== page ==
Digging deeply into teachers’ pockets
Most teachers won’t be surprised to hear this, but the figure nevertheless is large. Teachers throughout the United States spent about $1.6 billion out of their own pockets on supplies and materials for their classrooms during the 2012-13 academic year, a recent survey concludes. That’s a lot of paper, pencils, gluesticks or what have you. And, a lot of budget-cutting and buck-passing by state legislatures and local school districts.
According to the survey by the National School Supply and Equipment Association, a trade group, 99.5 percent of teacher respondents said they spent their own money on classroom needs. On average, respondents reported spending $485 each on instructional materials, school supplies and other classroom items. Only about 400 teachers – elementary, middle and high school – participated in the survey. So, some extrapolation was used to come up with $1.6 billion. I don’t doubt such a high figure, however.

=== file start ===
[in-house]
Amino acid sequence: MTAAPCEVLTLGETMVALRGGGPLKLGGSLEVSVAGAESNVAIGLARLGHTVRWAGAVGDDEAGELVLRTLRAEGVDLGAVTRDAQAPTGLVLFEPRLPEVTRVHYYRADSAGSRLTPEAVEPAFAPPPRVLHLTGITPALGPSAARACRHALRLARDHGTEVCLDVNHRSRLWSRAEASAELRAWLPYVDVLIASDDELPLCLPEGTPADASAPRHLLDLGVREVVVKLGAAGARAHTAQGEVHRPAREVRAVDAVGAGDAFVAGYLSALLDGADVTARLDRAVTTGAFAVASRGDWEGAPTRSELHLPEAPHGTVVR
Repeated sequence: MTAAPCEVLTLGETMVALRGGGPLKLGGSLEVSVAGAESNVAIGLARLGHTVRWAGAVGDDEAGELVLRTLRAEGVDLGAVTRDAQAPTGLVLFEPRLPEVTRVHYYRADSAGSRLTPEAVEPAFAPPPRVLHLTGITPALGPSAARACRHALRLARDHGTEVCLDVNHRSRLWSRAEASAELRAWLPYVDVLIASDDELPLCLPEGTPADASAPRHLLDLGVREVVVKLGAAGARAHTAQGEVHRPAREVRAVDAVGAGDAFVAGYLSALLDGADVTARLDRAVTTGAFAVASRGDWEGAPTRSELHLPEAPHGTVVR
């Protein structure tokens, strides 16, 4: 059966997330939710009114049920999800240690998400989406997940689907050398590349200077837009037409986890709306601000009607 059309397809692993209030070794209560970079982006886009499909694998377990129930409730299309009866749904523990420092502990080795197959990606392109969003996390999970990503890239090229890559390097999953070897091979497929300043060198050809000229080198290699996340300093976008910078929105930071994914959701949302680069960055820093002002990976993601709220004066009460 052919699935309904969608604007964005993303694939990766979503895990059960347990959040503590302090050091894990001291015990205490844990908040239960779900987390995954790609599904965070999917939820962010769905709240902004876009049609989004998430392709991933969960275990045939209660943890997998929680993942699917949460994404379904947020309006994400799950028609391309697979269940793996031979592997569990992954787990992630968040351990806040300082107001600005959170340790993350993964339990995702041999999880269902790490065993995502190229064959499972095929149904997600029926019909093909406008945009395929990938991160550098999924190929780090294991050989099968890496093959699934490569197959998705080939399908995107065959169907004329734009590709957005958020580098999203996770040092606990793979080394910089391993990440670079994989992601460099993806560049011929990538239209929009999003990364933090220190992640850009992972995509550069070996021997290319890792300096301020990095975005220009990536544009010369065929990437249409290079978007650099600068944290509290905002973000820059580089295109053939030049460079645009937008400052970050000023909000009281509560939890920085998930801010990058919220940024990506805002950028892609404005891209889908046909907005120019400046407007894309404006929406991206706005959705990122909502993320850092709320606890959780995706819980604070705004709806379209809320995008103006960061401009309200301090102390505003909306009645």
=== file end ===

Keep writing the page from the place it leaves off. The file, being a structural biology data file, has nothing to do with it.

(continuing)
Three years ago, the last time TSTA surveyed on this issue, our members reported spending an average of $564 a year of their own money on classroom supplies and materials.
You can read more about the survey by clicking on this Education Week article:
If the 400 respondents were randomly sampled, then the results for the 400 would generalize to the roughly 3.2 million teachers wit a relatively small margin of error–say maybe +/- $30